Benjamin Netanyahu and Benny Gantz (AP Photo/Matthias Schrader/Ronen Zvulun/Salon)

Netanyahu can't form a governing coalition in Israel: Now it's Benny Gantz's turn

After two inconclusive elections, Benjamin Netanyahu may finally lose power. But will he end up in prison?


Matthew Rozsa
October 21, 2019 9:05PM (UTC)

Israeli Prime Minister Benjamin Netanyahu has told President Reuven Rivlin he cannot form a governing coalition, and the country now faces continued chaos. This is likely to mean Netanyahu must surrender the prime minister's office, which he has held since 2009, as the Jerusalem Post reports. It could also mean the end of his political career, and potentially thrust him into legal difficulty.

Rivlin is legally required to give the governing mandate to Netanyahu’s principal opponent, Benny Gantz of the centrist Blue and White Party, who will now have 28 days to build a governing coalition of his own. If Gantz can't do so, any member of the Knesset (Israel's parliament) will have 21 days to form a government of their own. If that fails, Israel may face its third national election in less than a year. 

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Along with informing Rivlin that he could not form a coalition, Netanyahu released a video accusing Gantz of refusing to negotiate with him. He also launched racist attacks at Gantz’s coalition, saying that Blue and White cannot be trusted because its effort to form a government will be backed Knesset members from the Joint List, the parties representing Israeli Arabs.

“A minority government will be formed with the support of Joint List MKs [members of the Knesset] who encourage terror and oppose Israel’s existence,” Netanyahu said. “How can a minority government led by Gantz and supported by these MKs fight terror?”

In response, the Blue and White Party issued a statement saying, “The time for political spin is over, and now is the time for action. Blue and White is determined to create the liberal unity government led by Gantz that the people elected a month ago.” Gantz has said he will invite Netanyahu to join him a unity government with rotating prime ministers, but in which Gantz will come first.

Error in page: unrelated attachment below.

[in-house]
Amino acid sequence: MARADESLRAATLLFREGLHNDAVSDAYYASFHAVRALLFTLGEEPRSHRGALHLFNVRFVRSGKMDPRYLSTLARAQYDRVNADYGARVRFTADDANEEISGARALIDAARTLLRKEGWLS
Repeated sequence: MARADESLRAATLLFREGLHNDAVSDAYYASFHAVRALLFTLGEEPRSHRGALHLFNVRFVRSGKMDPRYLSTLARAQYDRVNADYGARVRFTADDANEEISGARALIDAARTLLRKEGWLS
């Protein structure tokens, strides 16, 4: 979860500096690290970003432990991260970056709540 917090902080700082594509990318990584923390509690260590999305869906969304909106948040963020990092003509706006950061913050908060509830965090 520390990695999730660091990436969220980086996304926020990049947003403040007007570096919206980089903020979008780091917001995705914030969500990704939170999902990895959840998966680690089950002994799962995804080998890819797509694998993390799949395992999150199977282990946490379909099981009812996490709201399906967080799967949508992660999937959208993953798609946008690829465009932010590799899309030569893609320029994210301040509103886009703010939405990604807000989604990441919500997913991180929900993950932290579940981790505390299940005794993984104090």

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This year has brought an unexpected political fall for Netanyahu. His party apparently won the election last April, with 65 seats in the 120-seat Knesset. But five of those members from ultra-Orthodox Jewish parties refused to support him over a dispute about whether ultra-Orthodox men were exempted from military service, which is mandatory for all Israelis. After a new election in September, the two main parties were virtually even: Gantz’s Blue and White party won 32 seats while Netanyahu’s Likud Party won 31, forcing both candidates to negotiate with smaller parties to create a governing coalition.

If Netanyahu is ousted as prime minister, he may lose his freedom as well as his political office. Prior to the April elections, Israeli Attorney General Avichai Mandelblit indicted Netanyahu on charges of fraud, bribery and breach of trust, prompting the prime minister to push for an immunity bill that would shield him from prosecution so long as he remains in office. As soon as he resigns his post, he will potentially be subject to prosecution.


Matthew Rozsa

Matthew Rozsa is a breaking news writer for Salon. He holds an MA in History from Rutgers University-Newark and is ABD in his PhD program in History at Lehigh University. His work has appeared in Mic, Quartz and MSNBC.

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